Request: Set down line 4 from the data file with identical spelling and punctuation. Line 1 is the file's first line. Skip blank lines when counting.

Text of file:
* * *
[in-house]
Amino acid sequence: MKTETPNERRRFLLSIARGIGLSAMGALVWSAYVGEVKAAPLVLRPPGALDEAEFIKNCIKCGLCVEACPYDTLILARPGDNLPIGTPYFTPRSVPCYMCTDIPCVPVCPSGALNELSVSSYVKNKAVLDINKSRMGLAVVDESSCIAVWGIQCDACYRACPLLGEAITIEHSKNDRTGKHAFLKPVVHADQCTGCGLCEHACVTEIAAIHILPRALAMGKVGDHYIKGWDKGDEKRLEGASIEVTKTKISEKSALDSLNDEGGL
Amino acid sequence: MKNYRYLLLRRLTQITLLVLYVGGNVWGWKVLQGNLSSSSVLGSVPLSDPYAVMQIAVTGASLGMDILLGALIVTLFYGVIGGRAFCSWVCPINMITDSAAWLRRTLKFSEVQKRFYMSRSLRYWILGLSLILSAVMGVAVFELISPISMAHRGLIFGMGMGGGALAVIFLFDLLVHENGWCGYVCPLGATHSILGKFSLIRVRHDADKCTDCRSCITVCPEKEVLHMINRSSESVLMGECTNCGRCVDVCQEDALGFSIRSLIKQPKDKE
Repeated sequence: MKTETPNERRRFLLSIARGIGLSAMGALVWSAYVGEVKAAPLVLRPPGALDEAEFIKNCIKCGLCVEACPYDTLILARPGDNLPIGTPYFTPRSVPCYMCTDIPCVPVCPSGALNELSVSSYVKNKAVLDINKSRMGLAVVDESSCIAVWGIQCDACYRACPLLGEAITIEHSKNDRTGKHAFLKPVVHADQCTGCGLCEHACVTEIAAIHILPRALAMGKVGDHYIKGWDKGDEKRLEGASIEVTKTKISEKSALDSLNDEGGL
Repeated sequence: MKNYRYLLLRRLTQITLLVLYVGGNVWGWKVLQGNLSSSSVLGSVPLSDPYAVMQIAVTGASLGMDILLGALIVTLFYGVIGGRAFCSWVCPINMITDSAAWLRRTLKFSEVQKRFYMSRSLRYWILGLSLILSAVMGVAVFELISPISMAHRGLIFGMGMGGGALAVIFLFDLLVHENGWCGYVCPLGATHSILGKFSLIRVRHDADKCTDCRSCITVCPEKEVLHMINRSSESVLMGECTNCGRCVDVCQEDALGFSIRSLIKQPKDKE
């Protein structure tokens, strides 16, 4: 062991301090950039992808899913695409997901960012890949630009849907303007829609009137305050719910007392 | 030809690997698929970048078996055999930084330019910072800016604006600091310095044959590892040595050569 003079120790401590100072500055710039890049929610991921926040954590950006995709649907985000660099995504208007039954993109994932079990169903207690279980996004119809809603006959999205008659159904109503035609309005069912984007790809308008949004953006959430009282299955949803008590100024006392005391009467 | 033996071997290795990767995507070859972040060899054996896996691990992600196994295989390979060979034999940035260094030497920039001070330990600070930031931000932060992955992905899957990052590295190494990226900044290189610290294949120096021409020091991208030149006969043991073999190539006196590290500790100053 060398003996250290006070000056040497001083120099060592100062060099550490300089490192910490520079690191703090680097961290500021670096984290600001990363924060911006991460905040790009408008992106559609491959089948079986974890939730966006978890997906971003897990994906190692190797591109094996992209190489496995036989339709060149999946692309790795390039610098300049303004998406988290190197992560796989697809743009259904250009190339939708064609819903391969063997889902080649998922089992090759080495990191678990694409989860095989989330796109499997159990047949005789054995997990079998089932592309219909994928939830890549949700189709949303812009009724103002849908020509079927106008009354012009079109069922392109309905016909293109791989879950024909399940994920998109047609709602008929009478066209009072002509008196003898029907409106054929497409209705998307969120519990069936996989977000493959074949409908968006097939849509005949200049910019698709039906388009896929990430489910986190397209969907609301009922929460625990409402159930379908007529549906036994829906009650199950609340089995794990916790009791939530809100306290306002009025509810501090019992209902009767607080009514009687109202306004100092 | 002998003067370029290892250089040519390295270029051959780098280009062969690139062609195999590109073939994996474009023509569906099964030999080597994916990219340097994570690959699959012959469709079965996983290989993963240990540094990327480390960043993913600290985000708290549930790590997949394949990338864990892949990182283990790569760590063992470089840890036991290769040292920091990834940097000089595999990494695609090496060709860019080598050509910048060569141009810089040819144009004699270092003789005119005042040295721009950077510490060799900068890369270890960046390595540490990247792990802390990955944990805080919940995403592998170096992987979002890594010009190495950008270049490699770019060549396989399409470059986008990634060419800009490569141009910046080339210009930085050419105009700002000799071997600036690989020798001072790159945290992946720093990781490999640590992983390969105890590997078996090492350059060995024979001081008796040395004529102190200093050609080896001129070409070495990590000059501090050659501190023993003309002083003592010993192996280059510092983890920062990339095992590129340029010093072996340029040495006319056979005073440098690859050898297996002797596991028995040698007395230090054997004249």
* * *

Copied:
Repeated sequence: MKTETPNERRRFLLSIARGIGLSAMGALVWSAYVGEVKAAPLVLRPPGALDEAEFIKNCIKCGLCVEACPYDTLILARPGDNLPIGTPYFTPRSVPCYMCTDIPCVPVCPSGALNELSVSSYVKNKAVLDINKSRMGLAVVDESSCIAVWGIQCDACYRACPLLGEAITIEHSKNDRTGKHAFLKPVVHADQCTGCGLCEHACVTEIAAIHILPRALAMGKVGDHYIKGWDKGDEKRLEGASIEVTKTKISEKSALDSLNDEGGL